Forget the World Club Series – Super League needs to head to Auckland instead.
Much has been made this week about the reluctance of Australian teams to head up north to face Super League clubs in the World Club Series.
The re-invigorated concept of the World Club Series was supposed to trigger a new era of international club competition in our game.
Sadly, that looks to have very little chance of happening any time soon, with NRL clubs (with the exception of Brisbane who, coincidentally, are coached by Wayne Bennett the England coach) lining up to turn down the invitation to participate.
So the whole thing immediately starts to feel pointless. A lot of hard work and a pile of cash invested for very little meaningful return.
So give up with it. The old military maxim of ‘never reinforce failure’ would seem to hold good here.
Instead, the RFL should focus on sending two or three teams to the Auckland Nines instead.
This was another concept that was treated with plenty of derision when it was launched a couple of years back.
But it is beginning to look locked into schedules now, and, crucially, it is something that players and clubs in the NRL seem to like. It is fast, furious, exciting and spectator-friendly. You can even wager on rugby league using this sports betting bonus.
Sending Super League’s champions and the Challenge Cup winners, plus maybe a Celtic Barbarians or Wales team, would probably do much more to raise the profile of our comp down under than getting spanked out of sight in the World Club Series would.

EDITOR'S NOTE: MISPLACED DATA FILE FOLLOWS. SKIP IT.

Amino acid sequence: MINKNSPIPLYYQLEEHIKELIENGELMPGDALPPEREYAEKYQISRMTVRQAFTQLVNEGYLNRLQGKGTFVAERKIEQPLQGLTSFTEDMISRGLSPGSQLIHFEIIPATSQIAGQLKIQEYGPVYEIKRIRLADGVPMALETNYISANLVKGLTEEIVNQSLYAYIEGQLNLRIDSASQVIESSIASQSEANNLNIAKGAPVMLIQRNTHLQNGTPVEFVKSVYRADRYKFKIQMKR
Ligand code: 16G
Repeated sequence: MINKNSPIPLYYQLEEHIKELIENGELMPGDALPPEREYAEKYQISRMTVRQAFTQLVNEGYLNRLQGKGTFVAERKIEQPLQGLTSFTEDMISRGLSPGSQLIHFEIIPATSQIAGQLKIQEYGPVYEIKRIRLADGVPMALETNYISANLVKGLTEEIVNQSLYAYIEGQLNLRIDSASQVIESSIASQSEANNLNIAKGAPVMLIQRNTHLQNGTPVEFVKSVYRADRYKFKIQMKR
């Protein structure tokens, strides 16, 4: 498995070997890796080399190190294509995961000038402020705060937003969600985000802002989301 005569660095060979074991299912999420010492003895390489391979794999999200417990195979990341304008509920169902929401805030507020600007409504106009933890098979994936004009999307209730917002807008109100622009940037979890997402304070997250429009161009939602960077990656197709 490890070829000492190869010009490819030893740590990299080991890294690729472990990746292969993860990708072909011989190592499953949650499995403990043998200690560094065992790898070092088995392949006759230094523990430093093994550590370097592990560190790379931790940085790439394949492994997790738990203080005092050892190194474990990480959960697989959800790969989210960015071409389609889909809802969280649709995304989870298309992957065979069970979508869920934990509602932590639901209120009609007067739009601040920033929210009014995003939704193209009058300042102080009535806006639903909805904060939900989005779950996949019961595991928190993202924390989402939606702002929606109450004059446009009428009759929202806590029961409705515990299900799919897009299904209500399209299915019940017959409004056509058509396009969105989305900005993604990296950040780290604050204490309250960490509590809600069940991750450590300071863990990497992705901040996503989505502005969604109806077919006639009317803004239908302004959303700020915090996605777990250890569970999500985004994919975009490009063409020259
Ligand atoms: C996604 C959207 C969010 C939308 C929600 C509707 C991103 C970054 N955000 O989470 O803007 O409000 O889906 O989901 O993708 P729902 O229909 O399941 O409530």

Nines is a format which evens up the game a little. Super League teams would be more than capable of producing shocks and great victories in the tournament, and it would be a great showcase for some our stars.
Hull FC, in particular, have a big Kiwi/Islander contingent, and could well sell some jerseys and memorabilia in NZ on the back of it.
The name of Super League champions Wigan is well known in the Land of the Long White Cloud too, and surely Ian Lenagan is sharp enough to recognise that too. Wigan have a great relationship already with the NRL‘s Warriors.
The format of Nines would allow Super League players to show their quality in more relaxed surroundings too, on a more even playing field.
Who knows, it may help with talent exchange too – there are a lot of young rugby players in New Zealand who don’t get to play for the Warriors, or get picked up by Aussie clubs.
So forget three heavy beatings in freezing cold weather in England in February.
Head south instead. A Pacific adventure awaits which looks a lot more fun, down in New Zealand.